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We know that Homo sapiens (meaning the wise one) co-inhabited the earth with Neandertals. What’s more, DNA analysis proves that men and women of both species (or subspecies if you prefer), mated. Of course, there was no Valentine’s Day back when the daily grind for a working man meant bringing down a woolly mammoth with a sharp stick. But the same spark that draws men and women together today, must have been just as hot in prehistoric times. Otherwise, we wouldn’t be here.
Imagine the scene. The “wise one” is squeezing red clay in her hands to make a lovely pot, as she spots the big hairy brute lumbering toward her in his dashing leopard skin loincloth, and she starts thinking, “This guy’s the one.” Or the opposite, the chunky Neandertal woman, chewing on dry deer skin to make leather, is captivated by the brilliant skinny dude who can chip stones into intricate arrowheads and adorn cave walls with dazzling art, and says, “He’s mine.”
Since we are dealing here with consensual mating (the alternative is possible too, but that’s a different story), we need only consider the lady’s perspective, because it is the female who decides. Does she go with the big-chested bloke extending a fist full of wilted flowers and mastodon meat, or fall for the skinny one offering her lovely jewelry carved from exotic shells?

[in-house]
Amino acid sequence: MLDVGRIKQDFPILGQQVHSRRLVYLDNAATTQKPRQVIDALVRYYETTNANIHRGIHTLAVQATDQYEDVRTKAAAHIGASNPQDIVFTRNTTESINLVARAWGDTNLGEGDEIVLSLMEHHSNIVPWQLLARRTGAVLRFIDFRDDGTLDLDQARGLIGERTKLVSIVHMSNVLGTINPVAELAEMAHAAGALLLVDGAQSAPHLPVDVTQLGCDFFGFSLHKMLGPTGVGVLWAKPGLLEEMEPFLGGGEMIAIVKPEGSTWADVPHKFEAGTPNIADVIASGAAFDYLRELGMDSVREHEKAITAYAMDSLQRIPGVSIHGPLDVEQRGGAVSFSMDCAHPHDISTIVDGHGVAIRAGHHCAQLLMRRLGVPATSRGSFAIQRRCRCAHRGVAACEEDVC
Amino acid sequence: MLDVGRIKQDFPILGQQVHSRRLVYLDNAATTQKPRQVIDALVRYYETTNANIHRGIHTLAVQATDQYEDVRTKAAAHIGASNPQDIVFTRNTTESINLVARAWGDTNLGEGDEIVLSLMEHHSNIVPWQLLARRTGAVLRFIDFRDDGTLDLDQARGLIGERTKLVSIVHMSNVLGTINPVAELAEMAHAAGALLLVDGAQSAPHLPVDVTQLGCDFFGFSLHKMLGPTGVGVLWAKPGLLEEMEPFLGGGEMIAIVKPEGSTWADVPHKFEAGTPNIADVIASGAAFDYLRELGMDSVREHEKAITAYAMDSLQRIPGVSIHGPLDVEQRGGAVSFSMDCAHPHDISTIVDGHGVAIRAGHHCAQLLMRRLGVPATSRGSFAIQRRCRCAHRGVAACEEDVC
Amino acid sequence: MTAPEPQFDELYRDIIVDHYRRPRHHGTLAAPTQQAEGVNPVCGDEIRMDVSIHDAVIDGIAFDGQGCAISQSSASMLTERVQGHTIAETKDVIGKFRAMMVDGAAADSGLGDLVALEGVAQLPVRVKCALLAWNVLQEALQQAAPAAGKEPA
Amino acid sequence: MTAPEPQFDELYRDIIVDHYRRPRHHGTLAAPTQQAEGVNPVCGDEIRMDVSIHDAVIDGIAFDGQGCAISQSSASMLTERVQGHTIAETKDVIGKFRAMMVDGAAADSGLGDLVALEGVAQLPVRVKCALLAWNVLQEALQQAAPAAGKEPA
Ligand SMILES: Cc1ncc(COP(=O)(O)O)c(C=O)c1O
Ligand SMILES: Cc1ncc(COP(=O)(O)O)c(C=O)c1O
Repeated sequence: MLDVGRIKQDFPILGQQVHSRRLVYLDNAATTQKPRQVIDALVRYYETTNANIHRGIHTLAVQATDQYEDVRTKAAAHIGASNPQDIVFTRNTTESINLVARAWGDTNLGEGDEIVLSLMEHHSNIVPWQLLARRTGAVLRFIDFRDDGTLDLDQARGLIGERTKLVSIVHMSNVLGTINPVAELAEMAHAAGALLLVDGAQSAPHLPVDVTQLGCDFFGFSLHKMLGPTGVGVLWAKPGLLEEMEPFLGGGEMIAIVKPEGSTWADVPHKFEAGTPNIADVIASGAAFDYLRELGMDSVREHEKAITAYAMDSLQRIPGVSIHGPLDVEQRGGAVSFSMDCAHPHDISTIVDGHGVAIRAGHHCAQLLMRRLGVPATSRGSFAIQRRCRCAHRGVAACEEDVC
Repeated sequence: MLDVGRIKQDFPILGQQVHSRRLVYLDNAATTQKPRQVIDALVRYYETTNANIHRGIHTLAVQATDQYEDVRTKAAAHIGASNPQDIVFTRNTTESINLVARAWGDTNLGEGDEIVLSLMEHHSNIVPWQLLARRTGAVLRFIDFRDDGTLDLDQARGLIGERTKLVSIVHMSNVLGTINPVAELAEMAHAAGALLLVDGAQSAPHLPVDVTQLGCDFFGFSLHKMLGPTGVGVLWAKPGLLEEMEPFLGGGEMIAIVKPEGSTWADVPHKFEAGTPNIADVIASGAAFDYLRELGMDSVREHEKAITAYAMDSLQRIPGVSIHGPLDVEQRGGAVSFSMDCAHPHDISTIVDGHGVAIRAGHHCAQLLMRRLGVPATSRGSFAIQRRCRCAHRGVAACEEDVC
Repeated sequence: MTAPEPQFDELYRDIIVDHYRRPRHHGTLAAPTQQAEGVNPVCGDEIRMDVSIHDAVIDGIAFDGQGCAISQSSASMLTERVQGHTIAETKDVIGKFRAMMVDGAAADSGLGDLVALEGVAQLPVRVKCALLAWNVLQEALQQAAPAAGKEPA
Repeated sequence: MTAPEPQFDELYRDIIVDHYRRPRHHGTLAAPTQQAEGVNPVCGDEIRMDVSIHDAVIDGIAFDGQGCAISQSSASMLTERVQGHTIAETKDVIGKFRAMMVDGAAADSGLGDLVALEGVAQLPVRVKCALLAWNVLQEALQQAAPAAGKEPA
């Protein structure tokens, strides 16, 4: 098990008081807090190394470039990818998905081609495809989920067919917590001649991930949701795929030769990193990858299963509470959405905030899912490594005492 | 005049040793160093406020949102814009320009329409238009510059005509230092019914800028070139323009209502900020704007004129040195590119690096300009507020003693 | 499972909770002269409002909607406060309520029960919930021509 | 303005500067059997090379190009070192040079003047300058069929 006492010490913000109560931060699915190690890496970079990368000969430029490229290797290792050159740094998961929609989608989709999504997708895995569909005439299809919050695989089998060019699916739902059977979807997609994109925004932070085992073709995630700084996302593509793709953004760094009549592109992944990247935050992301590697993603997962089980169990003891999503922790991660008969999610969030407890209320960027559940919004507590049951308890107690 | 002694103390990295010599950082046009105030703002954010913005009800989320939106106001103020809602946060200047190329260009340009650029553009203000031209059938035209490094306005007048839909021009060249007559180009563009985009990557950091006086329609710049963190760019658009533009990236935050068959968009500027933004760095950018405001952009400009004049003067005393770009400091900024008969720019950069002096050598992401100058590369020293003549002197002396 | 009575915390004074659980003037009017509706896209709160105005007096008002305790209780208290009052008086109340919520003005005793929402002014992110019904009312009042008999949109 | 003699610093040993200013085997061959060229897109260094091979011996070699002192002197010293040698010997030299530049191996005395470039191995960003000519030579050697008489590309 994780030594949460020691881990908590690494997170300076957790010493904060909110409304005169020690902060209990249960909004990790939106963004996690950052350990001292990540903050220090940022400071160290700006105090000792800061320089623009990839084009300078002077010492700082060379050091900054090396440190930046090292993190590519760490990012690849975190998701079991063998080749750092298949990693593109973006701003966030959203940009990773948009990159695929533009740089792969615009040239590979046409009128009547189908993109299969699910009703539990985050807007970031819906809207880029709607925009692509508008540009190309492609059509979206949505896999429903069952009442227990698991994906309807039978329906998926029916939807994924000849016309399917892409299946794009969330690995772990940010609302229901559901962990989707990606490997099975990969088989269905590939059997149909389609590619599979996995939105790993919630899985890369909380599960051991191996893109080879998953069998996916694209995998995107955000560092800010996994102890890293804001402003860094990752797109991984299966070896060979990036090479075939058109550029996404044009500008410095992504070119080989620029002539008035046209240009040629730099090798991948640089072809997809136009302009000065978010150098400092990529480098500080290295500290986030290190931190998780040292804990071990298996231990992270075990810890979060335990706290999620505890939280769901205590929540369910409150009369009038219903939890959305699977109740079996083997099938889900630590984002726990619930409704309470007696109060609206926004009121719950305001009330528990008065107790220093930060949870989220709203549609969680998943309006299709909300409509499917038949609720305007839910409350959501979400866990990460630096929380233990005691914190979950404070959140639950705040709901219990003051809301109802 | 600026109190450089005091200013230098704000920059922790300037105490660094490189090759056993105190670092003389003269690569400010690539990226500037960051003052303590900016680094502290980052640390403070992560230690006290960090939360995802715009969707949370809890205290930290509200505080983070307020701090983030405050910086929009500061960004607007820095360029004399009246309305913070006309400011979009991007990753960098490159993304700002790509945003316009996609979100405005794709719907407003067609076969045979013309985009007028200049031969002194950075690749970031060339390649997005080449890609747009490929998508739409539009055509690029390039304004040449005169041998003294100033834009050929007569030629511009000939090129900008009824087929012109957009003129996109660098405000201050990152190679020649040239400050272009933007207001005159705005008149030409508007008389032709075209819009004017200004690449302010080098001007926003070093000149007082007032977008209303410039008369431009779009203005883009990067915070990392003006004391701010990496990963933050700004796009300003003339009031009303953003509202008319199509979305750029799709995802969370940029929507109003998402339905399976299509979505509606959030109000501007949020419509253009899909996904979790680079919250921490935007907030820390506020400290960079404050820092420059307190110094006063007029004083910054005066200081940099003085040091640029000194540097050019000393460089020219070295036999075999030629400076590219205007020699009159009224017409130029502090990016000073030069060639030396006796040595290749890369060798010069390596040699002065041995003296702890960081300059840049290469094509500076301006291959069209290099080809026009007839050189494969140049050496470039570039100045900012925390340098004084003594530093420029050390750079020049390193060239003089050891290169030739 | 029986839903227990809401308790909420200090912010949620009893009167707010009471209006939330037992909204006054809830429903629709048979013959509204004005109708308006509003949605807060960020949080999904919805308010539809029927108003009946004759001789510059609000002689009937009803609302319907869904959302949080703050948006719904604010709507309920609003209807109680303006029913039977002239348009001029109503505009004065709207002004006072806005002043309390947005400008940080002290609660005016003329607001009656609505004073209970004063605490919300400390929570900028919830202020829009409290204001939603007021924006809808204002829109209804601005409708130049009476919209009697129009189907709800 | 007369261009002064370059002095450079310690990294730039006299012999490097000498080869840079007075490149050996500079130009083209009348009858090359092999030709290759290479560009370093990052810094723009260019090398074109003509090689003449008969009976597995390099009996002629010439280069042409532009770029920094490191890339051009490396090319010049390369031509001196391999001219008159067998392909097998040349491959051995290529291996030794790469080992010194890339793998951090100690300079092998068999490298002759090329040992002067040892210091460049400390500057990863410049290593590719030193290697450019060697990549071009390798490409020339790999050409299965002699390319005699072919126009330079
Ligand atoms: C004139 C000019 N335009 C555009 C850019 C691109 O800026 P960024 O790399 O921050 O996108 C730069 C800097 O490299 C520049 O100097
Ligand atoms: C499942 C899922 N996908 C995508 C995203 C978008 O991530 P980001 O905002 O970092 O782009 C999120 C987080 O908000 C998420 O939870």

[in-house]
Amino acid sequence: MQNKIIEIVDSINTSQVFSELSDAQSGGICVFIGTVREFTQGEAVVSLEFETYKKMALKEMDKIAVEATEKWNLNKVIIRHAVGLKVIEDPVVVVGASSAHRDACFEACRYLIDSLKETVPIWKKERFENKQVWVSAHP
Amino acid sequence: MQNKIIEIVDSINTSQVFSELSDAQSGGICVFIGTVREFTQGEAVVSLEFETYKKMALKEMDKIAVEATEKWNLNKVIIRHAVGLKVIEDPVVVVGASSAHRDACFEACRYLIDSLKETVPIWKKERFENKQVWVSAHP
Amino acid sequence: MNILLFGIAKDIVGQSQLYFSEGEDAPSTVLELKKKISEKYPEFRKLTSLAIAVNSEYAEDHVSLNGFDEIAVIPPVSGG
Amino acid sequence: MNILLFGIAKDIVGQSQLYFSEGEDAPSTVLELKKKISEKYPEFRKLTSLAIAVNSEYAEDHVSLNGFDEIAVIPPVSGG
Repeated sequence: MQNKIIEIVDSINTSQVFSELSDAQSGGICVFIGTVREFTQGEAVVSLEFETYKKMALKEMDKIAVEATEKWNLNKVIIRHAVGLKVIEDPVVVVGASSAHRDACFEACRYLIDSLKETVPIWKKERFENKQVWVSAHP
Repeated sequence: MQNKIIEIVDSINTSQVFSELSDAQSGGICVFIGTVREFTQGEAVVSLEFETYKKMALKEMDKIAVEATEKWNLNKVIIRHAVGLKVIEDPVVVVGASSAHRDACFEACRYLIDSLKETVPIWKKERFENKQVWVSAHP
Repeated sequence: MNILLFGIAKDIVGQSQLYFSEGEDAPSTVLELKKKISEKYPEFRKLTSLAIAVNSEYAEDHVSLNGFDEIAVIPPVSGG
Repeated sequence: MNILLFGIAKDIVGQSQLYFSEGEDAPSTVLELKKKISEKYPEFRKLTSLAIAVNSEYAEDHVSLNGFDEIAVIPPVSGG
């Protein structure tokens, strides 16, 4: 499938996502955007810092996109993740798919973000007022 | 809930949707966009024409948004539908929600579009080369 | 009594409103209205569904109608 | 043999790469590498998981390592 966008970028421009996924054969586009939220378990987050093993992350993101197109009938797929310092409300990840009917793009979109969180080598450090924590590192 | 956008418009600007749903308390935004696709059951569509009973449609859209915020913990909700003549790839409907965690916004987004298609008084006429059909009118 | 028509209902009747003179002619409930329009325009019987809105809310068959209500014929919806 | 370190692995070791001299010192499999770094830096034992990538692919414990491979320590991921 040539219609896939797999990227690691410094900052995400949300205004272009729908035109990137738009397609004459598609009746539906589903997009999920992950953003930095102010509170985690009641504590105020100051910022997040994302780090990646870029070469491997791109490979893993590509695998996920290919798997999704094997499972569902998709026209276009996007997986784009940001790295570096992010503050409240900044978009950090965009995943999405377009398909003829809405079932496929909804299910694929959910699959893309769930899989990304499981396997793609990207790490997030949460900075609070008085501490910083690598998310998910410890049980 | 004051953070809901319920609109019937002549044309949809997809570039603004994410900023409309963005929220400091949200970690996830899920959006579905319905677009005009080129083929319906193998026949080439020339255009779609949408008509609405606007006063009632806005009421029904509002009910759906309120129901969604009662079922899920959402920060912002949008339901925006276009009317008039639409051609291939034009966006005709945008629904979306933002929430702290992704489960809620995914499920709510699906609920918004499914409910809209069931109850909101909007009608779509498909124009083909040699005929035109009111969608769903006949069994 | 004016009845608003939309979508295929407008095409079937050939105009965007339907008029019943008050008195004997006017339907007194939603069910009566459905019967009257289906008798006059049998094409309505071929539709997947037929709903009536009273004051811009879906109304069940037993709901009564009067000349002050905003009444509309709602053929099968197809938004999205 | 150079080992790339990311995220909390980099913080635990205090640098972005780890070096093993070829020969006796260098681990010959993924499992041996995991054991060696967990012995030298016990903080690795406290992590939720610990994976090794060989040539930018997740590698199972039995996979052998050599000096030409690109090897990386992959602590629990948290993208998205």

By and large, H. sapiens and H. neanderthalensis stuck to their own when it came to romance. This like-attracts-like is a strong behavioral drive in mating that continues today. Men and women tend to consort with and marry others who are of similar characteristics, what psychologists call assortative mating. We much prefer to become romantically involved with someone of the same race, and we also pick mates who are self-similar in education, height, body mass index, social positions, attitudes, religiosityand even genes. The biggest factor in mate choice is having a similar IQ and this is highly correlated with years of education.
But sometimes women marry up (the lady Neandertal bedding H. sapiens), and sometimes women marry down (the “wise one” female falling in love with the Neandertal). Psychologists have terms for this behavior of selecting mates outside one’s own group: “hypergamy” and “hypogamy,” for marrying up or down, respectively, but as with most technical jargon, the scholarly vocab contributes little. The question is, why do women do it?